Generally speaking, there are two avenues for selling products: Business to consumer (B2C) and business to business (B2B). Most large information technology (IT) companies get significant portions of the revenue from B2B sales. Recognizable brand names, like IBM, Microsoft and Cisco, all do a sizeable amount of their business by selling B2B. Within the industry, this is known as “the channel.”
What is the channel?
At its most basic level, the channel is just the route a product takes from the manufacturer to the end user. PCMag defines the channel as, “The distribution of IT products through independent sales organizations.” Generally, these independent sales organizations purchase and resell products and services.
Though this definition is simple, navigating the channel is complicated. The channel gets extremely complex for two reasons. First is that the technology being sold is complicated. Understanding cloud servers or application design does not happen overnight. Secondly, each company creates its own system for rebates, discounts and benefits between themselves and the other organization. These systems tend to be large and onerous to understand.
There are a few essential terms to know when discussing the channel. The first is Original Equipment Manufacturer, or OEM. These are the big companies with names you recognize. Dell, HPE and Oracle are examples of the many OEMs in this space. OEM is a catch all term, even for companies that do not necessarily manufacture physical items. Most big name tech companies you can think of probably have a partner program, Apple being a notable exception.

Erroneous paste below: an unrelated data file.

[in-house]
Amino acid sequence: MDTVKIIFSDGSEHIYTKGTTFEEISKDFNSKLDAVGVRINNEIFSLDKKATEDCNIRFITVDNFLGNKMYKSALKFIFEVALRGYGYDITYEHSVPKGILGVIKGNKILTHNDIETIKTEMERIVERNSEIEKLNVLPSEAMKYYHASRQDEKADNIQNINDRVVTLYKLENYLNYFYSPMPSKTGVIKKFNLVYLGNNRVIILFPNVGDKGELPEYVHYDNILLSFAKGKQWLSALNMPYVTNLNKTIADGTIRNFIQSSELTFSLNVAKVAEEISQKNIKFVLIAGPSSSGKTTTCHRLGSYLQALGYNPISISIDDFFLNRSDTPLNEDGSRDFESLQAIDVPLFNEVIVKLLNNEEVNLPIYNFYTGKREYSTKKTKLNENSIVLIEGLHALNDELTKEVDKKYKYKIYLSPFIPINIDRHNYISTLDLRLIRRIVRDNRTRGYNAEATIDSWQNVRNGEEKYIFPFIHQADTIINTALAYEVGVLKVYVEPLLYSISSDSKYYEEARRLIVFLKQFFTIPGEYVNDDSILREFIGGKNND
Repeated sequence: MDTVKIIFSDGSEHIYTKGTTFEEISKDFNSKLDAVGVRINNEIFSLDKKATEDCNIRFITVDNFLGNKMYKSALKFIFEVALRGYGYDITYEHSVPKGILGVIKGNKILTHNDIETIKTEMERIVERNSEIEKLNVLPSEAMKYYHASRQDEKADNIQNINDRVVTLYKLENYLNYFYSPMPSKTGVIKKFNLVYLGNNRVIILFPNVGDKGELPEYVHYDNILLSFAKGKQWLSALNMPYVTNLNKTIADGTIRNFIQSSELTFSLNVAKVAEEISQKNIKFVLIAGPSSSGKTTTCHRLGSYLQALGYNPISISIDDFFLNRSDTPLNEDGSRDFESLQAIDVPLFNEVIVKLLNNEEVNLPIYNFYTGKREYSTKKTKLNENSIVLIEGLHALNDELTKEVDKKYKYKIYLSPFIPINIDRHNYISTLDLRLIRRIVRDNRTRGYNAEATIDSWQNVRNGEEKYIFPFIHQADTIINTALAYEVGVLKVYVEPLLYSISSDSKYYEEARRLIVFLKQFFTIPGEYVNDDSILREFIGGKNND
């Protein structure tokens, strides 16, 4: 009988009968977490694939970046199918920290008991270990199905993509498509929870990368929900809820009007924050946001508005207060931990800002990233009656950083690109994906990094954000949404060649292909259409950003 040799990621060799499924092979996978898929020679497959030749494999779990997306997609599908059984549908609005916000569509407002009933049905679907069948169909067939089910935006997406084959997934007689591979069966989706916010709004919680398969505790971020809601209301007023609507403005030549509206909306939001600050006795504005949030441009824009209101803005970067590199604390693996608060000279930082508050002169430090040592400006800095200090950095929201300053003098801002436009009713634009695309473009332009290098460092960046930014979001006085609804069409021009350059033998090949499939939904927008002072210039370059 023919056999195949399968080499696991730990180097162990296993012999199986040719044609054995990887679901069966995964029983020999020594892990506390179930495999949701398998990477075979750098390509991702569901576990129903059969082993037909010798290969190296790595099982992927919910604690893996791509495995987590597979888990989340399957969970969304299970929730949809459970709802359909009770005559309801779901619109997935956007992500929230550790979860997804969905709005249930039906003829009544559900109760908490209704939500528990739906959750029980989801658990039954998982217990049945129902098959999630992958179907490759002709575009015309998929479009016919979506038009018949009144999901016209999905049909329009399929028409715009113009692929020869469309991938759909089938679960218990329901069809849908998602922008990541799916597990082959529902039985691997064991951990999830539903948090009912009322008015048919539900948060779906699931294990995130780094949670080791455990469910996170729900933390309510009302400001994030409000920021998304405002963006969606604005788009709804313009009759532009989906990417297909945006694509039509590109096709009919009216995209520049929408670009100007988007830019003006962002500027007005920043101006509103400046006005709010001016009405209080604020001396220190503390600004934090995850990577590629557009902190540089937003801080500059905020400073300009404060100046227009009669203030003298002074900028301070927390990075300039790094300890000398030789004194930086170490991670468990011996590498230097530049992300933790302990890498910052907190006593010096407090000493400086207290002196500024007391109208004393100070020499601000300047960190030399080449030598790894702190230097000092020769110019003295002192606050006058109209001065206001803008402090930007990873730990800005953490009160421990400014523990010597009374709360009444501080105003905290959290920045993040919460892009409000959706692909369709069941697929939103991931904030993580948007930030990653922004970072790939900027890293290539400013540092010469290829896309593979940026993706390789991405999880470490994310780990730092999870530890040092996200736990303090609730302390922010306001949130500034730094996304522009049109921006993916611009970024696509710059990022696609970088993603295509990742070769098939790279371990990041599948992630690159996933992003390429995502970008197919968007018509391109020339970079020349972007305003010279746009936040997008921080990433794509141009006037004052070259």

The next term is partners, or channel partners. When OEMs set up their channel programs, they look to recruit other companies to do business with them. These business partners take many different forms, but ultimately they purchase goods or services from the OEMs. They can range in size from companies with as few as 10 employees, to companies with over 500 employees. Different partner types include Value-Added Resellers (VAR), System Integrators (SI), and Cloud Service Providers (CSP) among others. Each of these different types of partners has a different speciality and operate within channel programs differently.
The last major term is channel program, or partner program. This is the large overarching framework in which an OEM executes their channel activities with their channel partners. Interested parties have to sign up before they can become a partner that participates in the channel program.
This is generally the most complicated part of the channel because each program is different. OEM’s have their own goals and ways to achieve them. Consequently each OEM’s channel program has its own quirks and designs. In general, the programs are set up to give some discount to partners for purchasing in volume. The more product or service that gets used, the greater discount awarded to the partner. Channel programs also have benefits like training, in person events or marketing support. Generally, partner programs have multiple tiers, or levels to designate higher levels of business and benefits for more engaged partners.
Comparing Two Partner Programs